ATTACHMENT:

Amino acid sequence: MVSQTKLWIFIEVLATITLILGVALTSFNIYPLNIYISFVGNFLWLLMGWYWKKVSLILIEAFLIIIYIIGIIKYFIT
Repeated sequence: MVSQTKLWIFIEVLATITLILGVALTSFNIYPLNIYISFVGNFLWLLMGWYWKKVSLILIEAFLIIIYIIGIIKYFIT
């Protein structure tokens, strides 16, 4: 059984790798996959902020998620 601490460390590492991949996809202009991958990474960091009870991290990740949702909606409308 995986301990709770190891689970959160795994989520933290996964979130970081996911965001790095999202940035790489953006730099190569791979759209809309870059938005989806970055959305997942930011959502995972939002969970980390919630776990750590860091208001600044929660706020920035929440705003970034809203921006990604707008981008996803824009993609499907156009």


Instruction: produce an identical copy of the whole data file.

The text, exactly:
Amino acid sequence: MVSQTKLWIFIEVLATITLILGVALTSFNIYPLNIYISFVGNFLWLLMGWYWKKVSLILIEAFLIIIYIIGIIKYFIT
Repeated sequence: MVSQTKLWIFIEVLATITLILGVALTSFNIYPLNIYISFVGNFLWLLMGWYWKKVSLILIEAFLIIIYIIGIIKYFIT
């Protein structure tokens, strides 16, 4: 059984790798996959902020998620 601490460390590492991949996809202009991958990474960091009870991290990740949702909606409308 995986301990709770190891689970959160795994989520933290996964979130970081996911965001790095999202940035790489953006730099190569791979759209809309870059938005989806970055959305997942930011959502995972939002969970980390919630776990750590860091208001600044929660706020920035929440705003970034809203921006990604707008981008996803824009993609499907156009």